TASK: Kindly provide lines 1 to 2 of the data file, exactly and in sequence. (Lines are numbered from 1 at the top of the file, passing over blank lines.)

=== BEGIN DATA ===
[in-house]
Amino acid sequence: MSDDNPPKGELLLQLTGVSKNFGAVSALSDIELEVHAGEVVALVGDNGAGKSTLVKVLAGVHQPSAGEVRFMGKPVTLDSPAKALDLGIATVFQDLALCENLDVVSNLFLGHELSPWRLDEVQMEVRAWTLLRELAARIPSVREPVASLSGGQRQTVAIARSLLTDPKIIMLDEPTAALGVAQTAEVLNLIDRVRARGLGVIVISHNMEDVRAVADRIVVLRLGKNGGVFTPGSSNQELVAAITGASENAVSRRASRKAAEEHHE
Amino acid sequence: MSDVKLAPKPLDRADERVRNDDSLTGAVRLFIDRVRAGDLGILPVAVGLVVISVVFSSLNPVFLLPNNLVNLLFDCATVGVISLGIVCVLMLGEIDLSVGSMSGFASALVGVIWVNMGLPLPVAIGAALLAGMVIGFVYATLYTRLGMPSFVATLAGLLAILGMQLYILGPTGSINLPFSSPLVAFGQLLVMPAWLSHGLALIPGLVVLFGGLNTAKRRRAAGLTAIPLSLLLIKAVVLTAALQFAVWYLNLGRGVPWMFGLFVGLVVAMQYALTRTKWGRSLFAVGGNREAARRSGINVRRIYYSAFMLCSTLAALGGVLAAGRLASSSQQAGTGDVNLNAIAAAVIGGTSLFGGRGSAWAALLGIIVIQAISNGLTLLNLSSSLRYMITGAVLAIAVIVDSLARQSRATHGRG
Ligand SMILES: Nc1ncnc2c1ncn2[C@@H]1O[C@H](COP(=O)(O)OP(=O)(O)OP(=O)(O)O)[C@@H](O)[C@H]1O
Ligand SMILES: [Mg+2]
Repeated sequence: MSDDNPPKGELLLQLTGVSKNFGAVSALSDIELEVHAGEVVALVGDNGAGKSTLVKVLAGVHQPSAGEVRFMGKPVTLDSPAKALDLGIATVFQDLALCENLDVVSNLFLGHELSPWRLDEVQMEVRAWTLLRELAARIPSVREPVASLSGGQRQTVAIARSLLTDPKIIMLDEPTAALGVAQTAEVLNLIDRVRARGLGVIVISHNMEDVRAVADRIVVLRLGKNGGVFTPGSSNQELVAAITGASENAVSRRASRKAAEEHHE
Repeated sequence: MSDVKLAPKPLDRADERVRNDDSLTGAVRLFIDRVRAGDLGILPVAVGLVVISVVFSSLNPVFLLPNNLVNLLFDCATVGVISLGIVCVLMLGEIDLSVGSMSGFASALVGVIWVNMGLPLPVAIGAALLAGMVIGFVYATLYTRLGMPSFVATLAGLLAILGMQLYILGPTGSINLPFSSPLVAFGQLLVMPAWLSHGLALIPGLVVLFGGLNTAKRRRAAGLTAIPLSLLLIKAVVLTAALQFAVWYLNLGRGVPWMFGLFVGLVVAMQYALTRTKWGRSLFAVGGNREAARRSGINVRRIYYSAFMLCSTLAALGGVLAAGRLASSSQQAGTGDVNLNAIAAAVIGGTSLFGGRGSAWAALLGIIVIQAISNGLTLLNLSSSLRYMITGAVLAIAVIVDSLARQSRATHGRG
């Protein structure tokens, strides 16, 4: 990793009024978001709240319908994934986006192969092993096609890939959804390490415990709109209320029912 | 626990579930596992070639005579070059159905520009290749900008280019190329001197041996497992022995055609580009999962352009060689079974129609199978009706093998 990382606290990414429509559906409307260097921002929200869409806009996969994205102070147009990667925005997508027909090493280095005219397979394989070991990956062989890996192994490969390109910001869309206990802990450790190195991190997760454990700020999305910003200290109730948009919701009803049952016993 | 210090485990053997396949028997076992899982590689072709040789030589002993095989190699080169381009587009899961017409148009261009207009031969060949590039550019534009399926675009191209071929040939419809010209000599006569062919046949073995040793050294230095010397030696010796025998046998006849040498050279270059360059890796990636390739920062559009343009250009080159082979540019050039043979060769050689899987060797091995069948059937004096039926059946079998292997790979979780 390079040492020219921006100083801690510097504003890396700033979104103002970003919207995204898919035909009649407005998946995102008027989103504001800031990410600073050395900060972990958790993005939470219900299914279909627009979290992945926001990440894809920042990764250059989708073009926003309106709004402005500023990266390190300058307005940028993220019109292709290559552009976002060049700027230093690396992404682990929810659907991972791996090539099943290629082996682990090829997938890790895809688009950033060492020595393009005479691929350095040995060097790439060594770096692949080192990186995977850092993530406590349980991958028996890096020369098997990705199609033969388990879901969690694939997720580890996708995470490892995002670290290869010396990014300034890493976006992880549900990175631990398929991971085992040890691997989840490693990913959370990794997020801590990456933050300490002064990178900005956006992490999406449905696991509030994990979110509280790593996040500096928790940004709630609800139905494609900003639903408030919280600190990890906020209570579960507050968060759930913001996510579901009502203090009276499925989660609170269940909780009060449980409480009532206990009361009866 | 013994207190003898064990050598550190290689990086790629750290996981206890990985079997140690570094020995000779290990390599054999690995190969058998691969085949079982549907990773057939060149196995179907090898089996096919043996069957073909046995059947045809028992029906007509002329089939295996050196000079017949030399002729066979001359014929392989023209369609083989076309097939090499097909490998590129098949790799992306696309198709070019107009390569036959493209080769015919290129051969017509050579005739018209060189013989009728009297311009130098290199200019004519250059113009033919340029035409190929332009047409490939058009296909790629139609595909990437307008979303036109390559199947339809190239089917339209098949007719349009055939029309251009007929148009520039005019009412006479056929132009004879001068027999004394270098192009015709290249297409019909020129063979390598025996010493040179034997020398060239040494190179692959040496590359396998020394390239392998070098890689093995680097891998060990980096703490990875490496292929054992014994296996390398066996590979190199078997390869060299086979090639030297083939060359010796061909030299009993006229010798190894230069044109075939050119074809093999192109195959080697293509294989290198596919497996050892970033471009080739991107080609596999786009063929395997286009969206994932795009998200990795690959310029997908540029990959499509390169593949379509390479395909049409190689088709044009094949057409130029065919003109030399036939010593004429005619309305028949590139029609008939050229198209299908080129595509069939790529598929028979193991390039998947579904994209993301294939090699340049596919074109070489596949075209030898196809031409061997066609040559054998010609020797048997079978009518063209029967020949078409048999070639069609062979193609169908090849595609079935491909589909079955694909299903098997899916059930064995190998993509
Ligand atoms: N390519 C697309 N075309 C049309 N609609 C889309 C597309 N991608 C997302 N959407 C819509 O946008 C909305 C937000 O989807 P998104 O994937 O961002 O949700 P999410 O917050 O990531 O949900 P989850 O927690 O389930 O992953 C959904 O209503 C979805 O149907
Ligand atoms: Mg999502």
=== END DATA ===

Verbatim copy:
[in-house]
Amino acid sequence: MSDDNPPKGELLLQLTGVSKNFGAVSALSDIELEVHAGEVVALVGDNGAGKSTLVKVLAGVHQPSAGEVRFMGKPVTLDSPAKALDLGIATVFQDLALCENLDVVSNLFLGHELSPWRLDEVQMEVRAWTLLRELAARIPSVREPVASLSGGQRQTVAIARSLLTDPKIIMLDEPTAALGVAQTAEVLNLIDRVRARGLGVIVISHNMEDVRAVADRIVVLRLGKNGGVFTPGSSNQELVAAITGASENAVSRRASRKAAEEHHE